The U.S. Department of Education and the Council of the Great City Schools have completed a Y2K compliance guide for K-12 schools and school districts to be mailed to school districts this week and next, according to the council.
The guide, entitled "Squashing the Millennium Bug," is being sent to more than 15,000 districts in the country to help the nation's elementary/secondary schools and school districts address their Year 2000 problems.
"The information contained in this guide is not intended to provide a complete solution to the Y2K problem but hopefully help those who read it to understand, break down, and address the problem effectively and efficiently," the council explains in the guide.
Although the federal government does not directly provide funding to school districts to fix Y2K problems, the Department of Education is trying to do everything it can to help local and state schools ready their computer systems for Y2K, said David Dexter, a staff member with the department's Year 2000 Project Team.
"We've had a working relationship with CGCS for months now in two areas," said Dexter. "One was to have them conduct a survey of all the city school districts to see where they are on Y2K. The second was the guide."
With the survey, the government found that the nation's school districts varied in how far they how much progress they've made in addressing the Y2K technology problem.
"Schools are all over the map. Some are close and some are not," he said.
According to the survey, which is part of the guide, 32 percent of the school districts surveyed hadn't even written a plan down for achieving Y2K compliance, and only 20 percent had completed assessing the status of their computer systems.
Only 2 percent of those surveyed said they had completed renovating their systems, and none had completed validating whether their systems were renovated correctly.
The survey spoke to 41 city school districts, including those in Atlanta, Boston, Los Angeles, New York, and Tucson. Although the survey only included the city school districts covered by CGCS, it gives an idea of how the major school districts are progressing in their Y2K remediation.
The guide is an attempt by the Department of Education and City Schools to lend a helping hand to the districts as the limited time between now and 2000 decreases.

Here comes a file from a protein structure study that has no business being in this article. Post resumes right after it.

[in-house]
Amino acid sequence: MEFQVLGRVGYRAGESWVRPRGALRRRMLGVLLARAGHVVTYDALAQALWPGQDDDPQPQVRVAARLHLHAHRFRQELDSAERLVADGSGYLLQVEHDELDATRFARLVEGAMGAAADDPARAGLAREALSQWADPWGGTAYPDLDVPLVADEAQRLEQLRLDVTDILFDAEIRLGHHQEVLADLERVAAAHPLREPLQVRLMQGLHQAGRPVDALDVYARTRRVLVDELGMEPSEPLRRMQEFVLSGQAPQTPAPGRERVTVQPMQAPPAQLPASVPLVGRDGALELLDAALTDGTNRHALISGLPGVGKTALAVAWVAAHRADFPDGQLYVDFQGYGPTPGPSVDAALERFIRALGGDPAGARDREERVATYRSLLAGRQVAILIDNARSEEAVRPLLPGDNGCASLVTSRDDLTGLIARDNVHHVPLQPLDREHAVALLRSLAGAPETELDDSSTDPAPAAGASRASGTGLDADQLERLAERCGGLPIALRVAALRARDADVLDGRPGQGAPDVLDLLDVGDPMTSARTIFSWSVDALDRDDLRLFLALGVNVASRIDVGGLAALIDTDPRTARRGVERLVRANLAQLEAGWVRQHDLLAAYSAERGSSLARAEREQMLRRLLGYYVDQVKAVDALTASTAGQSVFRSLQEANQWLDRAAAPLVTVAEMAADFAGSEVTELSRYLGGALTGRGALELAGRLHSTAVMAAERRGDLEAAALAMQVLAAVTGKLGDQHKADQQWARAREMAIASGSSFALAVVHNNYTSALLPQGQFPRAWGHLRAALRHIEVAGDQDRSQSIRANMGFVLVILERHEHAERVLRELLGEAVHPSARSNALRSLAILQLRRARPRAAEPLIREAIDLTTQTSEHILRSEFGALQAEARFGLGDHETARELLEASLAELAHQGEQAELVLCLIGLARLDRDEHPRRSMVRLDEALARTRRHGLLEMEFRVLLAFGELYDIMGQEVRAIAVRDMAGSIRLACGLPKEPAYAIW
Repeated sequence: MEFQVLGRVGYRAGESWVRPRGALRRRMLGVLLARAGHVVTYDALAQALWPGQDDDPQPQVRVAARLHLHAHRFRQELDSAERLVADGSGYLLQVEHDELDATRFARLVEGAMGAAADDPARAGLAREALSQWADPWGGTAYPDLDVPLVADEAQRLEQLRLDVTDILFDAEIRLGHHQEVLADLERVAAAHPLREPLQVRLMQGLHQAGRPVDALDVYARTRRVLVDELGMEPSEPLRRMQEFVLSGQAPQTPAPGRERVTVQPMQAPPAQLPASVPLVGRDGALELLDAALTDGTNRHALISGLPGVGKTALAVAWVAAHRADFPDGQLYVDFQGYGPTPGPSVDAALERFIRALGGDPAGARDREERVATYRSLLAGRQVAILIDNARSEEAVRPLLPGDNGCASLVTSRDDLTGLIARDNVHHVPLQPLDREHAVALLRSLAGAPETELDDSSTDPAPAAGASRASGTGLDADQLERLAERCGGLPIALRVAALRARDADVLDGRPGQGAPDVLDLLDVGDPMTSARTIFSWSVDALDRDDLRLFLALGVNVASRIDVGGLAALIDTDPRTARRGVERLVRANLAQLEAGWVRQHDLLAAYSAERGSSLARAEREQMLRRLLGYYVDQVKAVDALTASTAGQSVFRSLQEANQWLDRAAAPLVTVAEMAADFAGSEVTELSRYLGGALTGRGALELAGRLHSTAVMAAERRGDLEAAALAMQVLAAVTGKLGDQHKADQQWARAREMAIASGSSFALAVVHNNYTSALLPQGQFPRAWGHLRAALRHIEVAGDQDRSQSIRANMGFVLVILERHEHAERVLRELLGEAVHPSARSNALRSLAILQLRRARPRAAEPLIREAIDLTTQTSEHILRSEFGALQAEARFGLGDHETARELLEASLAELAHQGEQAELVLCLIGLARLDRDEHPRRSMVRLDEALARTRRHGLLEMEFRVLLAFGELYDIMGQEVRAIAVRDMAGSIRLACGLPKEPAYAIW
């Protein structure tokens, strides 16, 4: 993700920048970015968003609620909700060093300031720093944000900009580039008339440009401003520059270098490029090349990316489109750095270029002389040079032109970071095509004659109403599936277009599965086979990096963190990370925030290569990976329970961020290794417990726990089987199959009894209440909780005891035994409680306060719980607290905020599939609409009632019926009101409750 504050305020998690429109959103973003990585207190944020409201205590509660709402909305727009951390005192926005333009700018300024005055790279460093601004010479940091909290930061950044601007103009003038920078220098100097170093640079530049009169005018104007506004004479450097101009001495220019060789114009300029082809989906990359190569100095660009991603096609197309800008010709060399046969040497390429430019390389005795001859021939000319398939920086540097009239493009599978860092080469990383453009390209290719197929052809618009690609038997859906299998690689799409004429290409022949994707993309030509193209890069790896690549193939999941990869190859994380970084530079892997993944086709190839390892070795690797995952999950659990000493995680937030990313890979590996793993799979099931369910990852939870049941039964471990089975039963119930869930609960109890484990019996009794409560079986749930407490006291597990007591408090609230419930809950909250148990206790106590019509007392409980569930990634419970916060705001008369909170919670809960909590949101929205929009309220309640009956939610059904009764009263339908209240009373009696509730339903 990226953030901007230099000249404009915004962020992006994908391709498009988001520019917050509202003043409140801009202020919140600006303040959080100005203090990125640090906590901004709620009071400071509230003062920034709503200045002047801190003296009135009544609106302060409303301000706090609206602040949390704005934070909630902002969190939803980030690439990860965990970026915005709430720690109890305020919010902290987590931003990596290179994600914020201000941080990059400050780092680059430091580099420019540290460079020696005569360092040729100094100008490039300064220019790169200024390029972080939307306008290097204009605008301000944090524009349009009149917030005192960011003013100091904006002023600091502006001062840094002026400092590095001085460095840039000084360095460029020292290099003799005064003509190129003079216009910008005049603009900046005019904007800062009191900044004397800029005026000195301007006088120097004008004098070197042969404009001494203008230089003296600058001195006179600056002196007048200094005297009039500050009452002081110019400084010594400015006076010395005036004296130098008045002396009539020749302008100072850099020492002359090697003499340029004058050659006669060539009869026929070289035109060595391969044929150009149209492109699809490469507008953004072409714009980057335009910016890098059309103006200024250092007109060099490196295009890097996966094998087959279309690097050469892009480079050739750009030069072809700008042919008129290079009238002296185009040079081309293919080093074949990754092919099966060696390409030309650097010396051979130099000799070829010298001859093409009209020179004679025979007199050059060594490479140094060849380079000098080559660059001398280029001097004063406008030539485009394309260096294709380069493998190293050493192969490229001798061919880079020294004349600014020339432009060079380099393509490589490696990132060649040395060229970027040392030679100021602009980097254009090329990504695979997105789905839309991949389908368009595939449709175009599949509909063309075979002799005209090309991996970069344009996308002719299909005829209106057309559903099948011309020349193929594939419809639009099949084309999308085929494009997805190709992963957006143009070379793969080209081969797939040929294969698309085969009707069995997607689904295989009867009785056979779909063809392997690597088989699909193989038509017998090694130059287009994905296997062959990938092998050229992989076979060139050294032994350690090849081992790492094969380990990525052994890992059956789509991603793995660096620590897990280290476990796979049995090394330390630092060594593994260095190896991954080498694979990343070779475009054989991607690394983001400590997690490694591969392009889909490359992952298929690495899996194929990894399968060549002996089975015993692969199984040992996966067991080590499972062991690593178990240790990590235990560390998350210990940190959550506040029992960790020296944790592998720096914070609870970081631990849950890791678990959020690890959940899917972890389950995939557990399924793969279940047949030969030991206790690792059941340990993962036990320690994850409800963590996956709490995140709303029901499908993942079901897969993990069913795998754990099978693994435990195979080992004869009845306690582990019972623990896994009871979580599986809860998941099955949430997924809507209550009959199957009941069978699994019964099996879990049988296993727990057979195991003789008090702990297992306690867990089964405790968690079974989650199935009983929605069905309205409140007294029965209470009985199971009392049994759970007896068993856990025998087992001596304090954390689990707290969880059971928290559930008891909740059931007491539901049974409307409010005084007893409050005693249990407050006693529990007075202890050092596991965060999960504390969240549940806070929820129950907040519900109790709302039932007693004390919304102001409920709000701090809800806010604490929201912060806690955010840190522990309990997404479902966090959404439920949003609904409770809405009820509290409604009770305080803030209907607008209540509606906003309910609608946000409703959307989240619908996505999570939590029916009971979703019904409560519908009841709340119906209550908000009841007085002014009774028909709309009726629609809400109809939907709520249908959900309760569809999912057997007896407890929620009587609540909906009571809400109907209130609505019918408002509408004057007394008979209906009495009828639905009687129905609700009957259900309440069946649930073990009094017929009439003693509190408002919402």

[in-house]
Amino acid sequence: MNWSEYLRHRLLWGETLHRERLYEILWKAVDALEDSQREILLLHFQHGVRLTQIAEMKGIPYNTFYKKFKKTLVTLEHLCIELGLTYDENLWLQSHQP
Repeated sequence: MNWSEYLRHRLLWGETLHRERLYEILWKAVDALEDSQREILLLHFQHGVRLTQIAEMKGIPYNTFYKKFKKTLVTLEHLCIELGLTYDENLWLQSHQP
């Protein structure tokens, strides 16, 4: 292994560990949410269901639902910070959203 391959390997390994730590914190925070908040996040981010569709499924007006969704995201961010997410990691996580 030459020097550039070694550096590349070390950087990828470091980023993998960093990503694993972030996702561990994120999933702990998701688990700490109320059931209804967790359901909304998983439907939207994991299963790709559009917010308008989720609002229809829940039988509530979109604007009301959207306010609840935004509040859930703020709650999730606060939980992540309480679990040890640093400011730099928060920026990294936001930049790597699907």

"It is late in coming," said Mark Root, manager of technology and information services at CGCS. "We wanted to get it out in December, but wanted to get the printed version together," before it was announced.
The guide is for anyone within the school district administration interested in the issue and breaks down the issue into specific areas. It defines the problem, explains the different phases of the compliance process--awareness, assessment, remediation, and verification.
It also explains and walks the reader through remediation as it applies to PCs, software, in-house applications, LANs and labs, office equipment, communications, and embedded devices.
Dexter said there are numerous ways in which a school district can be affected by the Year 2000. A crashed or malfunctioning payroll system within a school can be a "major problem." It can hit 401K, insurance, and pay for staff and administration.
He also said transcripts and report cards for students can be affected by Y2K as well, spelling disaster for juniors and seniors applying to colleges. Another area is in the cafeteria where refrigeration and cash registers are all computerized. Transportation schedules are automated as well, he added.
After disseminating the guide to education associations and other federal agencies, the Department of Education and CGCS plan to hold focus groups with elementary schools and districts in the coming months, Dexter said.
The first is on February 25 in Washington DC for the Mid Atlantic Region. "We want to see where they are and where they are going [with their Y2K efforts.]"